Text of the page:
Even as cruising has relaunched overseas and several U.S. lines are hoping to welcome guests by the end of the year, the U.S. Centers for Disease Control has issued a new warning which could throw a wrench into the resumption of cruises.
What the CDC Warning Says
With the current no-sail order set to expire on October 31, the CDC last week released what is known as a Level 3 Warning regarding cruising.
In it, they suggest that “travelers defer all cruise travel worldwide.” A Level 3 warning is the organization’s highest designation, with Level 1 suggesting travelers “practice usual precautions” and Level 2 saying they should “practice enhanced precautions.”
Level 3, however, takes things much further by saying that all non-essential travel should be avoided.
The move is not entirely surprising, given that the health crisis currently unfolding around the world has once again seen numerous countries — including the United States — experiencing an uptick in new cases.
Earlier this month, Axios reported that CDC director Robert Redfield planned to extend the current no-sail order into 2021. The site went on to claim that during a meeting with the White House, “Vice President Mike Pence, who chaired [the] meeting, told Redfield that they would be proceeding with a different plan, according to two task force members.”
Some have suggested that CDC posting a Level 3 warning might be their response to having their extension of the no-sail order blocked by the White House.
What Happens Next?
Should the CDC’s no-sail order be allowed to expire on October 31 as currently scheduled, it would open the door to ships welcoming passengers back before the end of the year.
Before they can do so, however, they will need to implement the various protocols which have been developed by both the Healthy Sail Panel — convened by Royal Caribbean Group (RCL) and Norwegian Cruise Line Holdings (NCLH) — and the Cruise Lines International Association.
Among the protocols suggested in those documents was a commitment to the testing of every crew member and passenger before boarding, as well as a strict policy that would only allow guests to disembark during port visits if they are taking part in a ship-sanctioned shore excursion.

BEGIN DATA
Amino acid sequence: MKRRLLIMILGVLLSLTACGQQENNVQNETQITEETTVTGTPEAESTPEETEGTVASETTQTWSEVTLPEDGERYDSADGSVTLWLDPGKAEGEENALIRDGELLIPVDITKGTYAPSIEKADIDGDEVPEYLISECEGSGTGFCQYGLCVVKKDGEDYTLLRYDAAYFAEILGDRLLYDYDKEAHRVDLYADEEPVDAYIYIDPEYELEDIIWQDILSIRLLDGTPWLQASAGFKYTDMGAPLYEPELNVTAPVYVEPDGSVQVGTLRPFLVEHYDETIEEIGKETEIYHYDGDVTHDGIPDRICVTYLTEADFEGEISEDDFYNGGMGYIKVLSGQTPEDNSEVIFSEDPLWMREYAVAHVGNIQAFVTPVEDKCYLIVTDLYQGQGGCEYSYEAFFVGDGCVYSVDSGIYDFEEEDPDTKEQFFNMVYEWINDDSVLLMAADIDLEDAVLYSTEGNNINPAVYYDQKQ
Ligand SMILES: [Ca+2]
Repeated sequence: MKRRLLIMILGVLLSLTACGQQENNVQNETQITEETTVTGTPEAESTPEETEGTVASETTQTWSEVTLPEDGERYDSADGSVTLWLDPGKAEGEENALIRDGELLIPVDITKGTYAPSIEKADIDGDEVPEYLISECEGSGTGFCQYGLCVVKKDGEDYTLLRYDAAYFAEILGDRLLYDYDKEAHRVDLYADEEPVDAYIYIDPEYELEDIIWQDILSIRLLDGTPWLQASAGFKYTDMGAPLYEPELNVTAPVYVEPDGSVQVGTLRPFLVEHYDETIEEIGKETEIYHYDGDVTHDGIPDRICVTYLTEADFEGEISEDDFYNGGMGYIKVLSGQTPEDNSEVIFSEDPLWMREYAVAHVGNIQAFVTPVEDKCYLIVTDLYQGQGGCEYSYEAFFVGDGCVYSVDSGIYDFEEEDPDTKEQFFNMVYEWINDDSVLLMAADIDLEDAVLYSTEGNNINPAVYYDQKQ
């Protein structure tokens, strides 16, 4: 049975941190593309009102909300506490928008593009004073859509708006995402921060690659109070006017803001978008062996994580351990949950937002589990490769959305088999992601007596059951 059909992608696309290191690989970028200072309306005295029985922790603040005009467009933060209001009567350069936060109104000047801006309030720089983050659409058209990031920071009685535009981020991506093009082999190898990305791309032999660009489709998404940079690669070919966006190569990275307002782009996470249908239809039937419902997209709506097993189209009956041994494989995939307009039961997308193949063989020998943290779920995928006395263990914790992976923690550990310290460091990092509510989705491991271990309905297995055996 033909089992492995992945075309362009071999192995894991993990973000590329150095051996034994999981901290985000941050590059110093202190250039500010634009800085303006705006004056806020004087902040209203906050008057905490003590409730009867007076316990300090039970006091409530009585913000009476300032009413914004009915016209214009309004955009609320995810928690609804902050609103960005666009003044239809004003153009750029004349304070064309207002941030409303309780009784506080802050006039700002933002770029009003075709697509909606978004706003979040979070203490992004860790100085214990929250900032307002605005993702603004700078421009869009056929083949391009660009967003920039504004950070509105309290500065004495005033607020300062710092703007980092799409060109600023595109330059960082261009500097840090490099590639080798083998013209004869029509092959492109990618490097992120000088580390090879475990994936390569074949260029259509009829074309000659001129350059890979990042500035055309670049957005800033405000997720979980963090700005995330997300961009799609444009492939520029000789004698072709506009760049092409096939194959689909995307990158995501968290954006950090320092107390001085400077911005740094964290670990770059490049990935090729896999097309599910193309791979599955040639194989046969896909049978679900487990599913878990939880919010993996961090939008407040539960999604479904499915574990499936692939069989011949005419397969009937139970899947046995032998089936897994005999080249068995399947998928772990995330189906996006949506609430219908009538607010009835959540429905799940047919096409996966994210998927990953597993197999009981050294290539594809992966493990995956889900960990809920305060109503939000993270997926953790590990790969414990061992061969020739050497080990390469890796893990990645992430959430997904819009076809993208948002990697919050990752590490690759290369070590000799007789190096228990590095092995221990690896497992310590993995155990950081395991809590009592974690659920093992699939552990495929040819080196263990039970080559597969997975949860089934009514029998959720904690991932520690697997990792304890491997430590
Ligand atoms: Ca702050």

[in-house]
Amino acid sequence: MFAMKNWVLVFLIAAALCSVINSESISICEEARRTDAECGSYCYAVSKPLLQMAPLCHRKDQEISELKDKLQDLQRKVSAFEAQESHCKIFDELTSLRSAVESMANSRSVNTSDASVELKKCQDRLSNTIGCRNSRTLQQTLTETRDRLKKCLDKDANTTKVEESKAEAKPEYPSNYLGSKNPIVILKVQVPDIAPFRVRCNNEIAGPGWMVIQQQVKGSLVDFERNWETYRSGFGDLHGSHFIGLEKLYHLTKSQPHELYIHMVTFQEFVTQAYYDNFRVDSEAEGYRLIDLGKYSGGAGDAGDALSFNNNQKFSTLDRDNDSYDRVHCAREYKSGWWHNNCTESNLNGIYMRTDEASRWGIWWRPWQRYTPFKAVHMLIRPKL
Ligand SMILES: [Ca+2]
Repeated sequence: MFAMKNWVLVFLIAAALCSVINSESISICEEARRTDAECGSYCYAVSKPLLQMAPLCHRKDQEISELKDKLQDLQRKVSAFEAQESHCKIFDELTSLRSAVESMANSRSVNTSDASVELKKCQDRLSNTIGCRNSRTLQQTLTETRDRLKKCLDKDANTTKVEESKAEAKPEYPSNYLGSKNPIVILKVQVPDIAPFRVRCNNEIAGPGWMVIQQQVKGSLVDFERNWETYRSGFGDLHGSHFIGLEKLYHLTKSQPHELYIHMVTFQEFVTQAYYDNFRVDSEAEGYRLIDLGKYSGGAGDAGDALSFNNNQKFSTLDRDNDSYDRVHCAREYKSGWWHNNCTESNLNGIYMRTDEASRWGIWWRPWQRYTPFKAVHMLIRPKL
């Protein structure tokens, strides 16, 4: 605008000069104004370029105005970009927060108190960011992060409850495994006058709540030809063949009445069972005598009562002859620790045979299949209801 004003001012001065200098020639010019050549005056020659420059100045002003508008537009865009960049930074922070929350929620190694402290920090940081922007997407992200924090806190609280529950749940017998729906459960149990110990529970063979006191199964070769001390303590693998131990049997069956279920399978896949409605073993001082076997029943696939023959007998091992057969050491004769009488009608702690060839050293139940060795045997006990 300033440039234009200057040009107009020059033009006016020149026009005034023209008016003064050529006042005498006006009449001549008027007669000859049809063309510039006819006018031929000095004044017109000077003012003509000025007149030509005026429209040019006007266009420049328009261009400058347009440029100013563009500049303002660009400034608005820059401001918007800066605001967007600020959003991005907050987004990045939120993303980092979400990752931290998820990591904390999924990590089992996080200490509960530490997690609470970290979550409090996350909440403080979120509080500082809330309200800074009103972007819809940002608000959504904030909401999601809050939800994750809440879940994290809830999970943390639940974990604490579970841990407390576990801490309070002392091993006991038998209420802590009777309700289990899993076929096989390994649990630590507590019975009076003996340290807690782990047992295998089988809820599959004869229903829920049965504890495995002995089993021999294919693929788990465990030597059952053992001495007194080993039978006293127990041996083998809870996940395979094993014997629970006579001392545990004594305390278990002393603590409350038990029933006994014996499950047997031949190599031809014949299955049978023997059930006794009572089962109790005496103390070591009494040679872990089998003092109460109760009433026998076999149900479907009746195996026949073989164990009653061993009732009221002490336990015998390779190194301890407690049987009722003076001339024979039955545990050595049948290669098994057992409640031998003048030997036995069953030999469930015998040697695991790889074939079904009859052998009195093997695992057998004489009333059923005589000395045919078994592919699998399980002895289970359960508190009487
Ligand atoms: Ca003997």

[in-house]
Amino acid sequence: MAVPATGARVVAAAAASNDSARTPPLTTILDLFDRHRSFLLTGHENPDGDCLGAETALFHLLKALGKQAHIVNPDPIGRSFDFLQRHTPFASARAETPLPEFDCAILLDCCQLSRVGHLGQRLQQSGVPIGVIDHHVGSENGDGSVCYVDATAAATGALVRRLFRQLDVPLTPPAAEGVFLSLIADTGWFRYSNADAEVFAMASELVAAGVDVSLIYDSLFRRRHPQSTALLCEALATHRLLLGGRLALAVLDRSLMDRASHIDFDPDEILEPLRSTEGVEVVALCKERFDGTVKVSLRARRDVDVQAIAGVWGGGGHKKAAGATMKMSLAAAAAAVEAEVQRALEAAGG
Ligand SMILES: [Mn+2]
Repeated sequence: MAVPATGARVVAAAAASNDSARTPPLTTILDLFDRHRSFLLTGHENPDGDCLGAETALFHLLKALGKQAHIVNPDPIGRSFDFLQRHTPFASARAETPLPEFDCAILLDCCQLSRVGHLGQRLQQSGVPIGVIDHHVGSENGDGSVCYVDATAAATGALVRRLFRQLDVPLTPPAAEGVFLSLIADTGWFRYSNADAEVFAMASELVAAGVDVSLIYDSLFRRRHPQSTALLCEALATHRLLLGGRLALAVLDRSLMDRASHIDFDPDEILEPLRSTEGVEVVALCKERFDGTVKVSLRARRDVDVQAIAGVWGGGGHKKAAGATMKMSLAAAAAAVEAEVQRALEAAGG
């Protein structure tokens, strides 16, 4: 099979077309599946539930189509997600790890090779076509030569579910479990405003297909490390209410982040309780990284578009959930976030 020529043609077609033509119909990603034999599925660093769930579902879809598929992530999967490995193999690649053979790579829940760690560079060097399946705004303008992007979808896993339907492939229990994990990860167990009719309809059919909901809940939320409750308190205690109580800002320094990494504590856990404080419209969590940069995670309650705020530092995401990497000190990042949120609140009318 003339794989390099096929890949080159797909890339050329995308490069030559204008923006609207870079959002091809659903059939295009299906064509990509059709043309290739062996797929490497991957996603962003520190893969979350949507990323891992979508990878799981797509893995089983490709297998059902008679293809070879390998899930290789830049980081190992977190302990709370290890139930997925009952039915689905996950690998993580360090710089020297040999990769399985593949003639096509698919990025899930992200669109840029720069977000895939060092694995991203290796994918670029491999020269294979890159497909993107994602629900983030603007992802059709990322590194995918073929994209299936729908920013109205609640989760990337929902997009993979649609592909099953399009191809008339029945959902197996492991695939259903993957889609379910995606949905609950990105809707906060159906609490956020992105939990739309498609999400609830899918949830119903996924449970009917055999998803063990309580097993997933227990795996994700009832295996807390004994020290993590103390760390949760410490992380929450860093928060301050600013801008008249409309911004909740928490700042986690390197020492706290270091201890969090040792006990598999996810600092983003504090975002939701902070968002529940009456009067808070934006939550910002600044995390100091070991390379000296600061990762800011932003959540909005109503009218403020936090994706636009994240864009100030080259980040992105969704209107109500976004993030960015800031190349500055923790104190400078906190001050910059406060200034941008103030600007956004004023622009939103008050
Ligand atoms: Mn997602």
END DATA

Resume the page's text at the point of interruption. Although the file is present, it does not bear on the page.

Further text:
Many of these same protocols have played a crucial role in the resumption of sailing overseas, as has their strict enforcement.
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Already, several passengers who broke away from the pre-arranged shore excursions found that upon returning to the ship, they were denied permission to reboard.
As of now, several of the major U.S. cruise lines are making plans for a staggered resumption of service, whether that begins later this year or sometime in 2021. Those plans involve a limited number of ships sailing at reduced capacities.
A key factor to their return, however, will be whether the ports they intend to call upon feel comfortable welcoming ships back.
People Are Ready to Vacation
Cruise line executives, including Norwegian Cruise Line Holdings CEO Frank Del Rio and Carnival Corporation (CCL) CEO Arnold Donald, have spoken repeatedly about the fact that future-cruise sales indicate there is a pent-up desire among would-be passengers.
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And a recent survey of 1,500 Americans conducted by Dream Vacations, CruiseOne and Cruises Inc. found that 95% of respondents plan to take a vacation within the next year. Of those, fully half said they were hoping to take a cruise.
Whether those hoping to cruise will be able to before the end of the year will depend entirely on whether the current no-sail order is extended or allowed to expire on October 31.